Everything about Apartment 32 is iconic. From the squeaky ass front door that sounded like two elephants having sex, to the scalding hot pipe that lived in the bathroom directly in front of the toilet basically begging you to accidentally touch it or lean your hand on it and subsequently give yourself a third degree burn, to the shower head that jutted out of the wrong wall therefore spraying water directly at the shower curtain and all over the floor, etc. The space is huge, literally our secret Harlem mansion that shocked every person that walked in. “YOU CAN NEVER MOVE” they all hissed at me. I’m not moving, don’t worry, I would reply but what I meant was “DON’T GET ANY IDEAS BITCH IM NOT GOING ANYWHERE.”
My bedroom, which may have been a dance studio in another life, was quite literally enormous. An island scene mural of a giant baobab-esque tree painted on the walls complete with a corner waterfall and parrot made me feel like I was permanently on vacation in Tahiti. Literally even the ancient radiator wanted me to feel like I was on vacation in Tahiti. Every morning I woke up drenched in a pool of my own sweat as if sleep was code for bikram yoga session. On the other side of the giant tree mural were wall to wall ceiling to floor mirrors so I could see myself at every possible angle that exists. I spent almost seven years in this Tahitian getaway, first setting foot in the apartment in July 2012, bangs curling from the NYC humidity and an idiotic smile on my face that only people who just arrived to New York have.
When I arrived, the place was beautiful but broken I’ll be real with you. Over time, we plugged up the holes, brought in plants and greenery, and breathed life into every corner. That place is and will always be mine, Rod’s, and Alex’s. When Rod first moved from California to NYC, he spent a good few months living in my gigantic island paradise room with me. He slept on my futon that came with the room which I absolutely should have burned and disposed of because of how soiled it was from ghosts of tenants past, but of course me being “resourceful” aka disgusting and lazy bought a new futon cover for it to make it look shiny and new and ready for guests. A lot of people came to town, a lot of people slept on that futon. We had no shortage of friends that crashed and came through, we even built forts in the living room and all crashed there together like the Lost Boys.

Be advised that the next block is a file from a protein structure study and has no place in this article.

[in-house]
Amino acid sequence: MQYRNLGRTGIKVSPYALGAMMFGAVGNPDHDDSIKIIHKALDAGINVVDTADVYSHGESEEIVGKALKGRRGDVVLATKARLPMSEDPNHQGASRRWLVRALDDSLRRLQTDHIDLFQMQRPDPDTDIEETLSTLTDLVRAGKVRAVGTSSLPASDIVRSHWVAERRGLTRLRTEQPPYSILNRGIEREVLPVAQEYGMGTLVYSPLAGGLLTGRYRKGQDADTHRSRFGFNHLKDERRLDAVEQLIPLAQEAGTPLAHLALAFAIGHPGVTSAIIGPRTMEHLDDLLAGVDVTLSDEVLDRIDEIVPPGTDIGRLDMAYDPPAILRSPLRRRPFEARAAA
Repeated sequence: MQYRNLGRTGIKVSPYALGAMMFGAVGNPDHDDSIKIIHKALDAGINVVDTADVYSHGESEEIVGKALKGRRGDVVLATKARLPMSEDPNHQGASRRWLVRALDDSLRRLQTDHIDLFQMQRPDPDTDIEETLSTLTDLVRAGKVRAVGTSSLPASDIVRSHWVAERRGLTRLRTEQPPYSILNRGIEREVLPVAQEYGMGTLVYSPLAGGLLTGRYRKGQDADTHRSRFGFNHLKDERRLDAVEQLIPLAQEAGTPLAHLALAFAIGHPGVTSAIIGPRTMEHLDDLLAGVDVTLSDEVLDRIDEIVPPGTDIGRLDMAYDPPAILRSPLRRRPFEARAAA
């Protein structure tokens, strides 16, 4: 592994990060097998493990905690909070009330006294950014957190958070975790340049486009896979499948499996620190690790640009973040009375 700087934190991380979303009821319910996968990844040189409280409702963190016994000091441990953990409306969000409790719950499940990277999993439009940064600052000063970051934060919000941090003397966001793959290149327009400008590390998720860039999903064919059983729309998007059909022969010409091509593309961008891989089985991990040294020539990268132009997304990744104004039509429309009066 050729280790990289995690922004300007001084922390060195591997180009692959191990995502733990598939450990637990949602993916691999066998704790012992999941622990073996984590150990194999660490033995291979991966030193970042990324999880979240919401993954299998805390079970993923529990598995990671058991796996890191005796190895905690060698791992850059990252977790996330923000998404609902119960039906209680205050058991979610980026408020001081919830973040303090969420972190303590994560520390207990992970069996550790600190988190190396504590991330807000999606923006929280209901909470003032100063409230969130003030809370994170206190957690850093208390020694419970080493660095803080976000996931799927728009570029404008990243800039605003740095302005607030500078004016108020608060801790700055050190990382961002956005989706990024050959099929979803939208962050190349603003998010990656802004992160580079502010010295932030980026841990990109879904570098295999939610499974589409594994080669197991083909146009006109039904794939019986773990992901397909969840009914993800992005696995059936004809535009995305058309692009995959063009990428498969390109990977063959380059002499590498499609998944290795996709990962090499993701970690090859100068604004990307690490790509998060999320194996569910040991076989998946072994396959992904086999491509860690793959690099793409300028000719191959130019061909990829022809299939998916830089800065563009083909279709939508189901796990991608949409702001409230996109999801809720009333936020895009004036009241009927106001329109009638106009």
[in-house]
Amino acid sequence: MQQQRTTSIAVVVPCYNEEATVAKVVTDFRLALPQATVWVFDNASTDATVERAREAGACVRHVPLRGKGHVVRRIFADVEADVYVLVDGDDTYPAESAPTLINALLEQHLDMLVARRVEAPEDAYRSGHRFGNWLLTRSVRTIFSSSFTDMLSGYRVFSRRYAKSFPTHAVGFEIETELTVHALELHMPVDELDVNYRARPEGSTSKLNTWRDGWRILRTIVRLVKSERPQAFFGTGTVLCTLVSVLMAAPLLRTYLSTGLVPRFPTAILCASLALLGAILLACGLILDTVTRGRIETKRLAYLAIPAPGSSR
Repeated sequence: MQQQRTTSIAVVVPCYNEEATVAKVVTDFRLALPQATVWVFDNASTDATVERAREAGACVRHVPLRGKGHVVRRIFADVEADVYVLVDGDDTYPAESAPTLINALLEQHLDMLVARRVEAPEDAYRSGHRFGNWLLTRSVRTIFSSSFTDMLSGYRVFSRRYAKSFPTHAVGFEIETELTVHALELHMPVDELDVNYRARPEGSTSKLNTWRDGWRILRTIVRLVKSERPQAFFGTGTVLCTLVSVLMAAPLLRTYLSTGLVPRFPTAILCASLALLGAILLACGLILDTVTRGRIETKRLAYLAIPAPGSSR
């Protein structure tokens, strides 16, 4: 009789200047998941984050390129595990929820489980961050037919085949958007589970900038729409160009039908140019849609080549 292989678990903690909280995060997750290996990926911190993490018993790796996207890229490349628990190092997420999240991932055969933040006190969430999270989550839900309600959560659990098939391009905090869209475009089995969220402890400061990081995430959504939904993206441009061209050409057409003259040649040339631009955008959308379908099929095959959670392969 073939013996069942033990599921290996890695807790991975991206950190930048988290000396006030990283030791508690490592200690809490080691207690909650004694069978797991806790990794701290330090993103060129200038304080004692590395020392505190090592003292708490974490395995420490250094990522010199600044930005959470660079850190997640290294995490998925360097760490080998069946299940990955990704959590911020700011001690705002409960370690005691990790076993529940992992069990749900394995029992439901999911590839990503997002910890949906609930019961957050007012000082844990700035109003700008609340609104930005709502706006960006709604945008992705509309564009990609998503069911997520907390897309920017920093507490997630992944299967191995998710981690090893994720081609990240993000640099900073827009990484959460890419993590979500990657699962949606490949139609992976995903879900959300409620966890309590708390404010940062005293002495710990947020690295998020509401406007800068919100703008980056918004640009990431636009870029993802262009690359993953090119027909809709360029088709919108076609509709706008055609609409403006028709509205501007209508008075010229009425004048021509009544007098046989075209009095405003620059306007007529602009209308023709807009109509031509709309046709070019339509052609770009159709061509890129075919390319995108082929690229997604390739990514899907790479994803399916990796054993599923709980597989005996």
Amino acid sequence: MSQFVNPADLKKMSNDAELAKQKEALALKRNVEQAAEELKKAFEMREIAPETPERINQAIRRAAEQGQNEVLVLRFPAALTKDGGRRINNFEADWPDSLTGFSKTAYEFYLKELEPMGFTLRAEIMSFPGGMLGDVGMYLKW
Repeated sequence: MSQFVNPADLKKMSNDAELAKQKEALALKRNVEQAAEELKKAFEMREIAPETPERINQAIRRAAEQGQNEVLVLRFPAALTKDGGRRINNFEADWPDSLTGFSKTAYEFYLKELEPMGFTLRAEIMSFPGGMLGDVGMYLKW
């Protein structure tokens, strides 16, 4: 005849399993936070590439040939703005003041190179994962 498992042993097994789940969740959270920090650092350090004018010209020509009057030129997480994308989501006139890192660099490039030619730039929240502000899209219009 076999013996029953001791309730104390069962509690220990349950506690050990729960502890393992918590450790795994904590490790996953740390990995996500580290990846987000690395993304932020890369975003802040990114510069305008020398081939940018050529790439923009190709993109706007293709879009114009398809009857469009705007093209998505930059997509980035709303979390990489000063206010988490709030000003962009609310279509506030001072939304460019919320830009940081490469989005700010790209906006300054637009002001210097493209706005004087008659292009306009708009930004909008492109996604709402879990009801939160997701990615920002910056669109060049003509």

The string of unforgettable sublets we had: the super Christian woman who cheated on her husband and later revealed that she was KellyAnne Conway’s MUA and a major Trump supporter, the girl who hid in her bedroom when we were home but then when we were back in our rooms would clomp around the apartment like a PMSing ghost, the girl who put Kool Aid jello in her oatmeal to make it pink, the guy who spent a lot of time crying in the common spaces, the guy who was renting out a room but was never even there because he was also living somewhere else at the exact same time, the list goes on and on and on. Never forget we had a dog living with us for several years, Nala, who would bark at pretty much any person who walked in. Who also got her tail smashed in our elevator door and for months would literally bite at her internally wounded tail and then wag the bloody tail against our furniture and walls until finally her owner, our old roommate, took her to get it amputated and she now has a little nub that wags back and forth like stubby metronome.
So cheers to the mice that came and went and came and went. Who climbed the curtains, and jumped out of dresser drawers like dirty little synchronized swimmers; who left darling little pellets in my shoes. Cheers to the door knob in my bedroom that fell off so many times leaving me trapped in my own steaming hot Tahitian room for at least an hour at a time. Tshepo, if you’re reading this, I have not forgotten that you were also trapped in that room and had to break into Alex’s room through that wall door we shared in order to escape. There is no word to describe the collective experiences I’ve had in this place. Psychotic? Incredible? I’m going to be honest with you, I don’t even want to try.
Cheers to my roommates who also doubled as my best friends. Cheers to nights spent sobbing in bed over fuck boys who are literally nothing next to the man I met and live with now. Cheers to Hubert and Chong and Bernice the nasty arm chair. I said goodbye to this place in December 2018 but I know that it’s not really goodbye. My family still lives there and even if everyone moved out, that place will always be our home. The home where we learned who we were and who we were going to become.